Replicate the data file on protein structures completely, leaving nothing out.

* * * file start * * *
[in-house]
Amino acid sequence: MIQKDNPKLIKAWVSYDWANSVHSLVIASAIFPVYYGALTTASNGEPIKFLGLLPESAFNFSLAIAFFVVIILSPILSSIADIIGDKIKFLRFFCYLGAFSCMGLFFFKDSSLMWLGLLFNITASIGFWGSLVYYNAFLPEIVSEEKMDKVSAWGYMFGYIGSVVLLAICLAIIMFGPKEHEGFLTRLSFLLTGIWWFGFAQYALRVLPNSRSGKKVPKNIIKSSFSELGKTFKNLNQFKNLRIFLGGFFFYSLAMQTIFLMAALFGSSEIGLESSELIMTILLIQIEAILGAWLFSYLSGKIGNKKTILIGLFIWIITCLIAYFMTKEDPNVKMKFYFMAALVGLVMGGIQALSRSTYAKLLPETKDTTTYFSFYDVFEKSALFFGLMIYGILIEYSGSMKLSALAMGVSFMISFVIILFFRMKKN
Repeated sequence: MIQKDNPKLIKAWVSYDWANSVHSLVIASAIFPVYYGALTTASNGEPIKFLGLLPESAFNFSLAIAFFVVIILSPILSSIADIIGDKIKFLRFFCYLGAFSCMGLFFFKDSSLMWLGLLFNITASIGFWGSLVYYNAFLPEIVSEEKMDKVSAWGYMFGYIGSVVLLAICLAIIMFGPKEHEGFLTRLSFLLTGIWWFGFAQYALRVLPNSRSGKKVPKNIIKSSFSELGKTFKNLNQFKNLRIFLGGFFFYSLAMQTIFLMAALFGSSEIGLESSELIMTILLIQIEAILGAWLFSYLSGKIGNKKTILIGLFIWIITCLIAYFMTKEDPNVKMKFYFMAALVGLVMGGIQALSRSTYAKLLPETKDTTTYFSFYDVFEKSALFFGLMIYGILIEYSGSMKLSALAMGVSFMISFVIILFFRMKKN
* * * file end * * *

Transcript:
[in-house]
Amino acid sequence: MIQKDNPKLIKAWVSYDWANSVHSLVIASAIFPVYYGALTTASNGEPIKFLGLLPESAFNFSLAIAFFVVIILSPILSSIADIIGDKIKFLRFFCYLGAFSCMGLFFFKDSSLMWLGLLFNITASIGFWGSLVYYNAFLPEIVSEEKMDKVSAWGYMFGYIGSVVLLAICLAIIMFGPKEHEGFLTRLSFLLTGIWWFGFAQYALRVLPNSRSGKKVPKNIIKSSFSELGKTFKNLNQFKNLRIFLGGFFFYSLAMQTIFLMAALFGSSEIGLESSELIMTILLIQIEAILGAWLFSYLSGKIGNKKTILIGLFIWIITCLIAYFMTKEDPNVKMKFYFMAALVGLVMGGIQALSRSTYAKLLPETKDTTTYFSFYDVFEKSALFFGLMIYGILIEYSGSMKLSALAMGVSFMISFVIILFFRMKKN
Repeated sequence: MIQKDNPKLIKAWVSYDWANSVHSLVIASAIFPVYYGALTTASNGEPIKFLGLLPESAFNFSLAIAFFVVIILSPILSSIADIIGDKIKFLRFFCYLGAFSCMGLFFFKDSSLMWLGLLFNITASIGFWGSLVYYNAFLPEIVSEEKMDKVSAWGYMFGYIGSVVLLAICLAIIMFGPKEHEGFLTRLSFLLTGIWWFGFAQYALRVLPNSRSGKKVPKNIIKSSFSELGKTFKNLNQFKNLRIFLGGFFFYSLAMQTIFLMAALFGSSEIGLESSELIMTILLIQIEAILGAWLFSYLSGKIGNKKTILIGLFIWIITCLIAYFMTKEDPNVKMKFYFMAALVGLVMGGIQALSRSTYAKLLPETKDTTTYFSFYDVFEKSALFFGLMIYGILIEYSGSMKLSALAMGVSFMISFVIILFFRMKKN